Updated 3:15 p.m. July 1
I’m a former newspaper guy who studied literary nonfiction (a.k.a. creative nonfiction) for his graduate degree, a master of fine arts, not a master of arts in literature.
So that’s my disclaimer about these choices.
And please comment with your favorites, however many you have.
Of course, some of these choices come from textbooks I’ve used while teaching, while others come from unrequired reading.
“May Day” by F. Scott Fitzgerald — a relatively large cast of characters for a funny and devastating story
“Cathedral” by Raymond Carver — the finest secular understanding of spiritual elevation
“The Use of Force” by William Carlos Williams — a taut, tight thriller of a short story written by a doctor who also was a leader in poetry’s Imagist movement
“Flight” by John Steinbeck — this vivid pursuit in arid lands has stuck with me for decades, literally
“Accident” by Dave Eggers — a relatively minor car accident becomes a meaningful look into the human condition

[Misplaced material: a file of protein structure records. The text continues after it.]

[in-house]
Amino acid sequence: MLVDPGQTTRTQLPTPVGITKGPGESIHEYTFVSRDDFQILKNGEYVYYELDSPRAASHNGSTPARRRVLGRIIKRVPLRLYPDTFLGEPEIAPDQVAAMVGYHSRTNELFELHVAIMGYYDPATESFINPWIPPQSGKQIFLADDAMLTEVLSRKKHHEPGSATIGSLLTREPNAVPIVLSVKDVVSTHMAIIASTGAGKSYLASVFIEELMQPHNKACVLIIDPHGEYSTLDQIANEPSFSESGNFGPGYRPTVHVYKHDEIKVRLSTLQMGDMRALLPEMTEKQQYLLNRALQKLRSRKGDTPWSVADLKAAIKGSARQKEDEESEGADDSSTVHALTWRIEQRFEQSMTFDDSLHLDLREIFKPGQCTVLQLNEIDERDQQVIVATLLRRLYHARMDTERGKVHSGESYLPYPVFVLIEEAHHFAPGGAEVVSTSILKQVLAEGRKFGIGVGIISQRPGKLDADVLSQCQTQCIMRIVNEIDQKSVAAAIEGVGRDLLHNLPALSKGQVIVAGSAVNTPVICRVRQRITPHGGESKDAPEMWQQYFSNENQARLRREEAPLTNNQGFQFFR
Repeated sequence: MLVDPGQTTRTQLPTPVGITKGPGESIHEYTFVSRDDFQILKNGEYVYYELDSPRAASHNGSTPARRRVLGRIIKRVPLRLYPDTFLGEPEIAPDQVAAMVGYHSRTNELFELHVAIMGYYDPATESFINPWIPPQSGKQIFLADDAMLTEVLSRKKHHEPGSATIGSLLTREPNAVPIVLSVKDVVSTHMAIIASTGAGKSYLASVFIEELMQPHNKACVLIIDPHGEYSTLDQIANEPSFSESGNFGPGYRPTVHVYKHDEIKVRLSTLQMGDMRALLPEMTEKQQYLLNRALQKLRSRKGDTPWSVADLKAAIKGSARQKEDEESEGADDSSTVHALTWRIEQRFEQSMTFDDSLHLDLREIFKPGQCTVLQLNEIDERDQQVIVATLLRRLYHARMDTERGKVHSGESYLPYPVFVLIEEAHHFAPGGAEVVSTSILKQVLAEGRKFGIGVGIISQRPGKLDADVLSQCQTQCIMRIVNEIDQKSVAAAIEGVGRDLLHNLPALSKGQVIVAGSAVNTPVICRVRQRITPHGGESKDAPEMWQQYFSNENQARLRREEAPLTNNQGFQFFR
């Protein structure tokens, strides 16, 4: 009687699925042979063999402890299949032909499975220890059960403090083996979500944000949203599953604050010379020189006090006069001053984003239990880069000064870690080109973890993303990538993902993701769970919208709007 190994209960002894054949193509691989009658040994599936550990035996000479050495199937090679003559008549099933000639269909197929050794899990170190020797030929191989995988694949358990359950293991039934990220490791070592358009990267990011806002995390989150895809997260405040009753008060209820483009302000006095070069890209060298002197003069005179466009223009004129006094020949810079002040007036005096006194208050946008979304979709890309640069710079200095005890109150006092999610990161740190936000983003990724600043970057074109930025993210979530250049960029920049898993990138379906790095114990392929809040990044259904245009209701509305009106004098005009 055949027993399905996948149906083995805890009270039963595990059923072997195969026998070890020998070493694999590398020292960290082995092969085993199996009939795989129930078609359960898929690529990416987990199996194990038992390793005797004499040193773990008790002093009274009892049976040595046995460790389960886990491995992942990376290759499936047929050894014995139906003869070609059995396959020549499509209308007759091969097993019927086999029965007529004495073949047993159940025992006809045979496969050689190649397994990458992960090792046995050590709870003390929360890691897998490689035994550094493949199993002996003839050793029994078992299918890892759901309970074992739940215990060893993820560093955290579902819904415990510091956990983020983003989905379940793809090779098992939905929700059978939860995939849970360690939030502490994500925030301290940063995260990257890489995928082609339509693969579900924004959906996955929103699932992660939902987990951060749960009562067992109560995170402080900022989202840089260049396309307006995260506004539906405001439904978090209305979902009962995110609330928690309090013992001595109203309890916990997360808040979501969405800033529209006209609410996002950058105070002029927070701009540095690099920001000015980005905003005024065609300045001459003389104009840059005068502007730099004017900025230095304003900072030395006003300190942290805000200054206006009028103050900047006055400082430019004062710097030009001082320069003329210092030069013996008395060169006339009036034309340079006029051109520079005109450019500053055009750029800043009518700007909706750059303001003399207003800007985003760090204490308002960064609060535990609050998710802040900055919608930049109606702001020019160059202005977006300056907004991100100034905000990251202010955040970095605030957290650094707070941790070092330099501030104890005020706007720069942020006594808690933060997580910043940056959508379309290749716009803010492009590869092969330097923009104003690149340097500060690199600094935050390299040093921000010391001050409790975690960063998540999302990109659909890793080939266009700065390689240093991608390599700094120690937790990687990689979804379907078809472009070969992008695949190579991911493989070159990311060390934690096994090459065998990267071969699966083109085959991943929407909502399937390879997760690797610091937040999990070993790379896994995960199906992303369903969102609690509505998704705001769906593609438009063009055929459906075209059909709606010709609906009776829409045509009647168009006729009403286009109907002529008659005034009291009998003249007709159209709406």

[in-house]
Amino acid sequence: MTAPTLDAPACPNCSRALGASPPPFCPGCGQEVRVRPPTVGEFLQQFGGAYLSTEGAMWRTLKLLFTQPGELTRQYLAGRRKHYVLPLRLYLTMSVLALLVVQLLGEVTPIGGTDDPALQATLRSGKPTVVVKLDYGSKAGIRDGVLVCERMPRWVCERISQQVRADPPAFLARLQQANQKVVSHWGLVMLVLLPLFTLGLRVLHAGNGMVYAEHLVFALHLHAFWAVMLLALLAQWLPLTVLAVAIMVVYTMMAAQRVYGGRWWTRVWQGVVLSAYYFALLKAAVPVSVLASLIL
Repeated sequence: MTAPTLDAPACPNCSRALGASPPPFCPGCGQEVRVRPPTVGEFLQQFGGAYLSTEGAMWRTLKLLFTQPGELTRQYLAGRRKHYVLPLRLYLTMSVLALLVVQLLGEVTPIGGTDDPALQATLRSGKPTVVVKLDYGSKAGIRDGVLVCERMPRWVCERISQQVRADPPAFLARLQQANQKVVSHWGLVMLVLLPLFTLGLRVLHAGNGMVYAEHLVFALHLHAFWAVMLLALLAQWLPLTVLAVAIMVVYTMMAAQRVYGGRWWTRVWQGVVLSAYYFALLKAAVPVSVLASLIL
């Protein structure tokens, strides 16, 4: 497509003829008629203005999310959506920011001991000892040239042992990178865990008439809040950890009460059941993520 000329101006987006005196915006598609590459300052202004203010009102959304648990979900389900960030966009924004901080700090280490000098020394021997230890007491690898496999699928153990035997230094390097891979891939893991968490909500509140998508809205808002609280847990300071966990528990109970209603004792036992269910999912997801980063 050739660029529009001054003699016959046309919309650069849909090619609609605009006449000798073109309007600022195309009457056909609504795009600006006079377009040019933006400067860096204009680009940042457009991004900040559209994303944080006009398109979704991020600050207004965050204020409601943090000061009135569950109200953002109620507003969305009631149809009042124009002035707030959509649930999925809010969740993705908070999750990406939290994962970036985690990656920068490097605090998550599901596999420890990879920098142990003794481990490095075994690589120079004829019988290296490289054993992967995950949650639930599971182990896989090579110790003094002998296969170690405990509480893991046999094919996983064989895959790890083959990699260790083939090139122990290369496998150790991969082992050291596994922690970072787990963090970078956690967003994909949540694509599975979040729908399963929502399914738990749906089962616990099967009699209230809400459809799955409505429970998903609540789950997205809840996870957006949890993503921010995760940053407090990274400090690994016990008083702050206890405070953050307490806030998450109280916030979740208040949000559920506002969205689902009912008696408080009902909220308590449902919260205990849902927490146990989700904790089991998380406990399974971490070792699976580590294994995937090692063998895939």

“Incarnations of Burned Children” by David Foster Wallace — tight, unflinching, horrific, with a deep symbolic move
“Bigfoot Stole My Wife” by Ron Carlson — a hysterical journey through denial and the basis for belief
“Powder” by Tobias Wolff — redeeming a mess of a Dad in the unlikeliest setting
“The School” by Donald Barthelme — creepy students seep through the oblivious narrator’s perspective
“Elephant Feelings” by John Haskell — an historically based look at an elephant who was executed
“The Schreuderspitze” by Mark Helprin — could a dream be better than an actual achievement?
“Letters from the Samantha” by Mark Helprin — a different kind of albatross
“Frontiers” by John M. Daniel — a 5-year-old on a new adventure, short and perfect (only 101 words)
“My Kinsman, Major Molineux” by Nathaniel Hawthorne — striking images from the pre-Revolutionary era surround a boy’s journey from the country to the city, where he figures out his search for his kinsman is a joke at his expense
“The Purloined Letter” by Edgar Allan Poe — the godfather of the detective story gets started with a case of hiding in plain sight
“The Lottery” by Shirley Jackson — a psychologically astute (and horrific) use of the third-person-objective point of view